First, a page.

In one of my recent posts, about the Quantum to Cosmos meeting, I was enthusing about the beautiful physics of cold atoms. While writing, I was reminded of a wonderful Java applet about this topic, which I learned about in a colloquium that I saw Carl Weiman give a few years ago, before he won the Nobel Prize (but when people were sure he was going to get it).
The particular applet I was thinking of was one on evaporative cooling, which is a method used to obtain an extremely cold collection of atoms. The way this works is simple in principle, but difficult in practice. First, atoms are contained (or trapped) by a magnetic field in the shape of a bowl, (see screenshot below).
As time passes, occasionally some atoms will borrow enough energy from the group that they are able to escape the trap, taking all that energy with them. Next, after doing this for a while, one gradually reduces the strength of the magnetic field and waits again. The trick is to let the very few atoms carrying just the very highest energies escape at each step. If one repeats, being careful to reduce the magnetic field slowly enough, one can end up with a rather large collection of extremely cold atoms in this way.
The applet is only part of an extensive educational site called Physics 2000 from the University of Colorado, Boulder, physics department. Physics 2000 contains a number of different parts, but the piece that is most directly related to the physics I was discussing in my post can be found in The Atomic Lab, which has excellent pedagogical discussions of Interference Experiments and of Bose-Einstein Condensation.
The discussions are at a level that can be enjoyed by professional physicists (I enjoyed them and learned things from them) but also should be fun and informative for interested non-physicists, including kids. They are arranged as question and answer sessions between two people. Here’s the bit that comes just before one plays with the laser cooling applet, describing the apparatus necessary a couple of steps before evaporative cooling comes in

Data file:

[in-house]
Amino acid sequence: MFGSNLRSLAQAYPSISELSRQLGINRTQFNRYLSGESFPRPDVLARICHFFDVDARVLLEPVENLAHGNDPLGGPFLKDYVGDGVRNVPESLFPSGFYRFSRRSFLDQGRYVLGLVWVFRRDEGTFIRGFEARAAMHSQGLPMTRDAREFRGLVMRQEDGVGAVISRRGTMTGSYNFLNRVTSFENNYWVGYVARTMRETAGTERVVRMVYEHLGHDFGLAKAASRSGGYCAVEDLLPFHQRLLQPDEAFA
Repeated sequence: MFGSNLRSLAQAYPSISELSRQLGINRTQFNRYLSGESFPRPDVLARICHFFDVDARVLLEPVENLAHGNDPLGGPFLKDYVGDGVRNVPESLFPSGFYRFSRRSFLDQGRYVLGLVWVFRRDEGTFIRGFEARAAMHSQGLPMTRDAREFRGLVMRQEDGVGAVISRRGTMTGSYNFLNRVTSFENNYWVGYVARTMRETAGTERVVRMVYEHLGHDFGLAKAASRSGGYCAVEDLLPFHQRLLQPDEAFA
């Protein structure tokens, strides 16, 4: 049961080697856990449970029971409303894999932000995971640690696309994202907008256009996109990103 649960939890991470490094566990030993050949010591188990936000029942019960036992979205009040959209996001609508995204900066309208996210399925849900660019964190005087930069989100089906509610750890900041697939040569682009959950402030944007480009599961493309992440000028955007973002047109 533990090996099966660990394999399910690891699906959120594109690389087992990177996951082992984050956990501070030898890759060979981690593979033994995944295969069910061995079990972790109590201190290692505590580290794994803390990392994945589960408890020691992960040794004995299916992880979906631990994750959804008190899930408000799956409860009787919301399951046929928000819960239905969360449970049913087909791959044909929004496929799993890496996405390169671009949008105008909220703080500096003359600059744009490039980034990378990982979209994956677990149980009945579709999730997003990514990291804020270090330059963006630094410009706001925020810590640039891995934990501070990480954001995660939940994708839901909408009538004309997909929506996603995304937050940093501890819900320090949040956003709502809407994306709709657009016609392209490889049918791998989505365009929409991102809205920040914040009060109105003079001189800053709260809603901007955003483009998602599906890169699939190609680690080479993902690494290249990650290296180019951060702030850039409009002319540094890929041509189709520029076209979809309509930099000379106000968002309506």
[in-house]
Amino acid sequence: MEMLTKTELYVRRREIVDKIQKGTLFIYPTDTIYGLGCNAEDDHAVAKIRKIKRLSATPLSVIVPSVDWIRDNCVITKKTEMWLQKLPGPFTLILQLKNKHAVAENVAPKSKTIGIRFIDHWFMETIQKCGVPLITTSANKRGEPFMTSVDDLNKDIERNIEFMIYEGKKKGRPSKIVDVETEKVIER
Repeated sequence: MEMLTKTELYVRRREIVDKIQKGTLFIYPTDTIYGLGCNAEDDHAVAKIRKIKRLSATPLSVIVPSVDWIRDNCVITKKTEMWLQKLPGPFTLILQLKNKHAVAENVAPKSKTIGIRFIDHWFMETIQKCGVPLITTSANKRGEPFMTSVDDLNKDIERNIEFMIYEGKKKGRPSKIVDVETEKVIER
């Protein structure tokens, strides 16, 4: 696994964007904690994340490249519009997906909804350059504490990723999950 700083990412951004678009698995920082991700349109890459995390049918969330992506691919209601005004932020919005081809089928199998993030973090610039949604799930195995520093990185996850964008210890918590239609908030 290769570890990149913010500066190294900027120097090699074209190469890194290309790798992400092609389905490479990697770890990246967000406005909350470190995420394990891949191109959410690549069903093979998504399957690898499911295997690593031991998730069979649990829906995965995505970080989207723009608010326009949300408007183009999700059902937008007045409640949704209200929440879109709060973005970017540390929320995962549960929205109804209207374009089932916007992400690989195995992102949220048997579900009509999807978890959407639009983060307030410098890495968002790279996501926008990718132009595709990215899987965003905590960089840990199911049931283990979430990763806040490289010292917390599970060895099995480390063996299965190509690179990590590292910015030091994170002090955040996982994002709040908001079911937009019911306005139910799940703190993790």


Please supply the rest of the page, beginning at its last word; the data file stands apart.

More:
[Professor] Shining light on your hand makes it get hotter because the light is absorbed and turns into heat. The trick to making atoms colder is to make the light bounce off of them. In fact, it bounces off with more energy than when it hits the atoms.
[Student] That sounds like quite a trick.
[Professor] It is. It took physicists quite a while to figure out how to do it. (Click here to find out more about laser cooling and the winner of the 1997 Nobel Prize for Physics.) You start with the idea that laser light comes in a stream of photons. These photons are very light, so to speak. Compared to an atom, they are like ping-pong balls compared to a bowling ball. But in just the same way you can push a bowling ball around if you shoot a big enough stream of ping-pong balls at it, you can push atoms around by bouncing laser light off them. Try to adjust the laser power and laser position to slow down the atoms.
The applet being talked about here looks like this
I hope you have as much fun as I did playing with the applets.
Incidentally, a measure of Weiman’s commitment to science education is that he is moving to spend most of his time at the University of British Columbia working on just that – quite remarkable for any physicist, never mind a Nobel laureate.